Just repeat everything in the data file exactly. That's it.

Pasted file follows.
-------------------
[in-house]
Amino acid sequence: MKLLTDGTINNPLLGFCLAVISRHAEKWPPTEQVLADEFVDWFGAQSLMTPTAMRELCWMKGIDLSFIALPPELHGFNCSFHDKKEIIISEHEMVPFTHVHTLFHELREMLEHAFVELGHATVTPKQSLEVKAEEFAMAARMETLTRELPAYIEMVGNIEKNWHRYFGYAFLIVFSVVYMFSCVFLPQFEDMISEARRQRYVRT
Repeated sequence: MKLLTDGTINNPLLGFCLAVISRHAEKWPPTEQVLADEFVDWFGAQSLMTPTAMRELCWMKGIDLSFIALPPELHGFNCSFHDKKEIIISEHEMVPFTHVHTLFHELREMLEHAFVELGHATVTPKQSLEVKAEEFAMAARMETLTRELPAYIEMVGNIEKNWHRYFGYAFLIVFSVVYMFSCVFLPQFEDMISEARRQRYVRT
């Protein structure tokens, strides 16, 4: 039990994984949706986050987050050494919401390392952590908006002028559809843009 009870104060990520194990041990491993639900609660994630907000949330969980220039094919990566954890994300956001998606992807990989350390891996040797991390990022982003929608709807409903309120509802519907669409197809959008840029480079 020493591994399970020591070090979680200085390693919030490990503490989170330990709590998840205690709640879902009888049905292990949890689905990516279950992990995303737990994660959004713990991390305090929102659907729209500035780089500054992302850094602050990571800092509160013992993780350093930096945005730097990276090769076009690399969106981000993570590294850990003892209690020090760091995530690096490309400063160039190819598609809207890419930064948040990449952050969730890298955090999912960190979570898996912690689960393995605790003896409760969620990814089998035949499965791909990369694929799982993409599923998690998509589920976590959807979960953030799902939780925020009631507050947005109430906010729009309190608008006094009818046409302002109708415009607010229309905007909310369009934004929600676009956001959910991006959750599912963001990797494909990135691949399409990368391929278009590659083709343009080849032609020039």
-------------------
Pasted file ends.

[in-house]
Amino acid sequence: MKLLTDGTINNPLLGFCLAVISRHAEKWPPTEQVLADEFVDWFGAQSLMTPTAMRELCWMKGIDLSFIALPPELHGFNCSFHDKKEIIISEHEMVPFTHVHTLFHELREMLEHAFVELGHATVTPKQSLEVKAEEFAMAARMETLTRELPAYIEMVGNIEKNWHRYFGYAFLIVFSVVYMFSCVFLPQFEDMISEARRQRYVRT
Repeated sequence: MKLLTDGTINNPLLGFCLAVISRHAEKWPPTEQVLADEFVDWFGAQSLMTPTAMRELCWMKGIDLSFIALPPELHGFNCSFHDKKEIIISEHEMVPFTHVHTLFHELREMLEHAFVELGHATVTPKQSLEVKAEEFAMAARMETLTRELPAYIEMVGNIEKNWHRYFGYAFLIVFSVVYMFSCVFLPQFEDMISEARRQRYVRT
């Protein structure tokens, strides 16, 4: 039990994984949706986050987050050494919401390392952590908006002028559809843009 009870104060990520194990041990491993639900609660994630907000949330969980220039094919990566954890994300956001998606992807990989350390891996040797991390990022982003929608709807409903309120509802519907669409197809959008840029480079 020493591994399970020591070090979680200085390693919030490990503490989170330990709590998840205690709640879902009888049905292990949890689905990516279950992990995303737990994660959004713990991390305090929102659907729209500035780089500054992302850094602050990571800092509160013992993780350093930096945005730097990276090769076009690399969106981000993570590294850990003892209690020090760091995530690096490309400063160039190819598609809207890419930064948040990449952050969730890298955090999912960190979570898996912690689960393995605790003896409760969620990814089998035949499965791909990369694929799982993409599923998690998509589920976590959807979960953030799902939780925020009631507050947005109430906010729009309190608008006094009818046409302002109708415009607010229309905007909310369009934004929600676009956001959910991006959750599912963001990797494909990135691949399409990368391929278009590659083709343009080849032609020039």